- We don’t have any financial resources available to implement the solution, what do we need to improvise?
Expertise, in contrast, fills clearly defined knowledge gaps, and questions should be ones such as:
- Do we have any previous experience as to the impact this problem will have on our sales figures?
- What local regulations do we need to take into account?
- Does the solution comply with corporate strategy?
- Can we just change the size of the packaging?
Differentiate between business functions
To find a colleague with the right answer, we recommend differentiating along business functions such as R&D, strategic services, manufacturing, marketing, sales, logistics, or back office (see Figure 1).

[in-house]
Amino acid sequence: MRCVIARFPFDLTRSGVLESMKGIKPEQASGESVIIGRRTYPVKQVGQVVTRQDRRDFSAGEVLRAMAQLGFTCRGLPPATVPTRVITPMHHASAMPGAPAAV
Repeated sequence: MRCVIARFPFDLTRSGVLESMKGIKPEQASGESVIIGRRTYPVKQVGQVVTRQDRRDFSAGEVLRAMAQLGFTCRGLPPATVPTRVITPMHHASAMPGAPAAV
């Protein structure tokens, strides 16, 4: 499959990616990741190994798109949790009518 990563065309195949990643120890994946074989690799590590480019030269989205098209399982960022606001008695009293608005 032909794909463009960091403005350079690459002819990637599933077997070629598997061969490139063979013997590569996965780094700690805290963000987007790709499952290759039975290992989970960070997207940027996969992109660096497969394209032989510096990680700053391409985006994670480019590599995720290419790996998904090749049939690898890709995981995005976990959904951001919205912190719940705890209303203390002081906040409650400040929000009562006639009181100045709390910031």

When gathering innovative ideas, choose someone from the same business function: Being affiliated to the same business function means a common professional specialisation. You share similar values, background knowledge and ways of doing things. This makes it possible to engage quickly in an in-depth discussion aimed at uncovering innovative ideas that are directly applicable.
When gathering expertise, choose someone from a different business function: While it is difficult to quickly grasp innovative ideas across functions, this type of collaboration encourages the contribution of expertise which aims to tackle clearly defined knowledge gaps. It is important to ask questions that aim at these gaps.
Figure 1. Create an effective and original solution to an unusual business problem
Teamwork: Sometimes you will want to connect with more than one colleague. Several recommendations are relevant in this instance. Knowing who can contribute what enables you to make smart decision when assembling your team.